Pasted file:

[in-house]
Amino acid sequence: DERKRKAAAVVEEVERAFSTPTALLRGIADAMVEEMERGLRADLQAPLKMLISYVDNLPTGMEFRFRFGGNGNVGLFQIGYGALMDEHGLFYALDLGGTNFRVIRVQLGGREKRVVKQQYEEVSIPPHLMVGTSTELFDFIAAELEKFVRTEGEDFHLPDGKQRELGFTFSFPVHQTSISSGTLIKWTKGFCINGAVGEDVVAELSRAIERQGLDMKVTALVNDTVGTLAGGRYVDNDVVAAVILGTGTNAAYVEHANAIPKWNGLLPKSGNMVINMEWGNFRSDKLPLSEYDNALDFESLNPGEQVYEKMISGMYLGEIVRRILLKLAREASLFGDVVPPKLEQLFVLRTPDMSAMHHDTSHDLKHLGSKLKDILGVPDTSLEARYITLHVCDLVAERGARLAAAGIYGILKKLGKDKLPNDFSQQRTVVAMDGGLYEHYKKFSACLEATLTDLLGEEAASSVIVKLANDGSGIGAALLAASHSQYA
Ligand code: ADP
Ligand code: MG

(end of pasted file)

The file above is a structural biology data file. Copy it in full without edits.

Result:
[in-house]
Amino acid sequence: DERKRKAAAVVEEVERAFSTPTALLRGIADAMVEEMERGLRADLQAPLKMLISYVDNLPTGMEFRFRFGGNGNVGLFQIGYGALMDEHGLFYALDLGGTNFRVIRVQLGGREKRVVKQQYEEVSIPPHLMVGTSTELFDFIAAELEKFVRTEGEDFHLPDGKQRELGFTFSFPVHQTSISSGTLIKWTKGFCINGAVGEDVVAELSRAIERQGLDMKVTALVNDTVGTLAGGRYVDNDVVAAVILGTGTNAAYVEHANAIPKWNGLLPKSGNMVINMEWGNFRSDKLPLSEYDNALDFESLNPGEQVYEKMISGMYLGEIVRRILLKLAREASLFGDVVPPKLEQLFVLRTPDMSAMHHDTSHDLKHLGSKLKDILGVPDTSLEARYITLHVCDLVAERGARLAAAGIYGILKKLGKDKLPNDFSQQRTVVAMDGGLYEHYKKFSACLEATLTDLLGEEAASSVIVKLANDGSGIGAALLAASHSQYA
Ligand code: ADP
Ligand code: MG